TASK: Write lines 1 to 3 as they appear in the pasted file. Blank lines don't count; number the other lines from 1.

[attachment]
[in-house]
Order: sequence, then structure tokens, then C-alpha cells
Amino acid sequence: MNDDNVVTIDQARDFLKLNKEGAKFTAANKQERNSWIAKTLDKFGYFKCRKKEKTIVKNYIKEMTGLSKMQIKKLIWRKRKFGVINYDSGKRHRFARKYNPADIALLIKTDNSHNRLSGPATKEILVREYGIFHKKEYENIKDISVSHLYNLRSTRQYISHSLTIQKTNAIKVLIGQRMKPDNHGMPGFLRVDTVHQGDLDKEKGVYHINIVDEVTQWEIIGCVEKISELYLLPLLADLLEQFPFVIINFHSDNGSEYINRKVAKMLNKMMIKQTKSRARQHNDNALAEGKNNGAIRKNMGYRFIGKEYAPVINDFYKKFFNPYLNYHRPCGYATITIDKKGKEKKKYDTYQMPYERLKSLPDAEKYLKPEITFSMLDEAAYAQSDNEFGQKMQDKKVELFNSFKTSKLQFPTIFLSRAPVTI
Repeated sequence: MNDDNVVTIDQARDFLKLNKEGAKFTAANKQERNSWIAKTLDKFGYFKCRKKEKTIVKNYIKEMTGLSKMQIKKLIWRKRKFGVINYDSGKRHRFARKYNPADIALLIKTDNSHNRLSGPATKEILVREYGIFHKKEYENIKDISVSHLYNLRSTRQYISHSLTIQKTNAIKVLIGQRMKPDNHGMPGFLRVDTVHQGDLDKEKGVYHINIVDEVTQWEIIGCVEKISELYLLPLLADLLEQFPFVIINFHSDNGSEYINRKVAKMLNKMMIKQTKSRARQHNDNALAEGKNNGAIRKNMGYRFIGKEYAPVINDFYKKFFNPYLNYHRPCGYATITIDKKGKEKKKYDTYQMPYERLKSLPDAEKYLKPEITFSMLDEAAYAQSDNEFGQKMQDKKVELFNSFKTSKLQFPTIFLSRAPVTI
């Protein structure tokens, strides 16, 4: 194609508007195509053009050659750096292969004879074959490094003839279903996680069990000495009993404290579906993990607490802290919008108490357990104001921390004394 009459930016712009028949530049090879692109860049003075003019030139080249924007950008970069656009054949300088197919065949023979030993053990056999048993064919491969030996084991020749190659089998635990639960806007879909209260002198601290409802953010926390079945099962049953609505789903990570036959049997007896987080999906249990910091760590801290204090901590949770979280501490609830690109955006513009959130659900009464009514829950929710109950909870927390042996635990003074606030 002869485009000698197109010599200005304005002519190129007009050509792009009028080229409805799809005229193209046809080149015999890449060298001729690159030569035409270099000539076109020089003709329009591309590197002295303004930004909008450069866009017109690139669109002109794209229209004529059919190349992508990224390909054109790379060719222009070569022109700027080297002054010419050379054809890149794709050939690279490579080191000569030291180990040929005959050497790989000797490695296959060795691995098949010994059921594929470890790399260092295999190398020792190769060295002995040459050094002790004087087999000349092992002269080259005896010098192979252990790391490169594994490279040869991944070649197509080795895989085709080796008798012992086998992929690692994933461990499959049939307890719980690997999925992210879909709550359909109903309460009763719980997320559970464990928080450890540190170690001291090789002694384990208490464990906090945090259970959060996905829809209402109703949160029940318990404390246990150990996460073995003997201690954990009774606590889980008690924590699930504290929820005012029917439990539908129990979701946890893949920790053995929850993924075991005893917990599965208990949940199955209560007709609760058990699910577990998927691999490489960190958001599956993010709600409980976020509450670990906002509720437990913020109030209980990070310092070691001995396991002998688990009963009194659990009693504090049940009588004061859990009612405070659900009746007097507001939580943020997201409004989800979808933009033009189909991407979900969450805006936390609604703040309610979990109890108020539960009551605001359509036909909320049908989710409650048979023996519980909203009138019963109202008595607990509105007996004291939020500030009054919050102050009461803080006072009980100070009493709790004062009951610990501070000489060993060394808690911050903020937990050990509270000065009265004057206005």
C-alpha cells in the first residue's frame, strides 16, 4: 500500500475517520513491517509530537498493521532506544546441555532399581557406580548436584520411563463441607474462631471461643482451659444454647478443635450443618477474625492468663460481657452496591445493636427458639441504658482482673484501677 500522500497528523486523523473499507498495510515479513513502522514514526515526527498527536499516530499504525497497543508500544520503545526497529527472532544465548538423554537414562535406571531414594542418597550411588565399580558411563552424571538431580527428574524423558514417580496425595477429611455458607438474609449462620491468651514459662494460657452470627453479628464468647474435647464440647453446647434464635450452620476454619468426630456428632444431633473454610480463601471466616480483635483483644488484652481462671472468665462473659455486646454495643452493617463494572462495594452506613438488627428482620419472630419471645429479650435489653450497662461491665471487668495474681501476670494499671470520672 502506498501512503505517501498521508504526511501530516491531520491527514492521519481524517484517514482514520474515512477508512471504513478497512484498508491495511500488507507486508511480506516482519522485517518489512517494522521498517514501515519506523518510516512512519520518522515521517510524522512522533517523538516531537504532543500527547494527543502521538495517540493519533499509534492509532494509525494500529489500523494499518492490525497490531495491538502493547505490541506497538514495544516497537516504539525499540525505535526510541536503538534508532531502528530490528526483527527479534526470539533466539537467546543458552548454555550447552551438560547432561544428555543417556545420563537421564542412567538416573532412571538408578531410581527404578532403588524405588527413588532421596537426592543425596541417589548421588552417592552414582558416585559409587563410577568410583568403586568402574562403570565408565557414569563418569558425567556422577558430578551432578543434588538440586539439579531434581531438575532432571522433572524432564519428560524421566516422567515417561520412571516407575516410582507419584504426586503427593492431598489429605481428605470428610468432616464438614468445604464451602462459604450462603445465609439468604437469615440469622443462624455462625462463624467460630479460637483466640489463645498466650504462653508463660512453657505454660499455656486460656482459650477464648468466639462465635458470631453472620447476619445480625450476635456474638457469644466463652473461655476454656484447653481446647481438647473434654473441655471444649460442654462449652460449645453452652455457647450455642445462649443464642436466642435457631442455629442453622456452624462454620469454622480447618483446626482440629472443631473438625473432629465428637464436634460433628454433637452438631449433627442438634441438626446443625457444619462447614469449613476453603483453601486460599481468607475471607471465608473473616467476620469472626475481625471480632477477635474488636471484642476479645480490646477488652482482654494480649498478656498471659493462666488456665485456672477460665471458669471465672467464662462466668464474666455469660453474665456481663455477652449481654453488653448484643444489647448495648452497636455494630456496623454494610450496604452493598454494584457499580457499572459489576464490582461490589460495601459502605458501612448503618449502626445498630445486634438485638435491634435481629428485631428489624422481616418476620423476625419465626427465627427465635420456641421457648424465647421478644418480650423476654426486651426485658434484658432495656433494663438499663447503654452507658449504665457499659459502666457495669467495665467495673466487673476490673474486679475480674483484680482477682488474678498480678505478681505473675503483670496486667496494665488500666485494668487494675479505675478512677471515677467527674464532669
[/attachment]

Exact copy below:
[in-house]
Order: sequence, then structure tokens, then C-alpha cells
Amino acid sequence: MNDDNVVTIDQARDFLKLNKEGAKFTAANKQERNSWIAKTLDKFGYFKCRKKEKTIVKNYIKEMTGLSKMQIKKLIWRKRKFGVINYDSGKRHRFARKYNPADIALLIKTDNSHNRLSGPATKEILVREYGIFHKKEYENIKDISVSHLYNLRSTRQYISHSLTIQKTNAIKVLIGQRMKPDNHGMPGFLRVDTVHQGDLDKEKGVYHINIVDEVTQWEIIGCVEKISELYLLPLLADLLEQFPFVIINFHSDNGSEYINRKVAKMLNKMMIKQTKSRARQHNDNALAEGKNNGAIRKNMGYRFIGKEYAPVINDFYKKFFNPYLNYHRPCGYATITIDKKGKEKKKYDTYQMPYERLKSLPDAEKYLKPEITFSMLDEAAYAQSDNEFGQKMQDKKVELFNSFKTSKLQFPTIFLSRAPVTI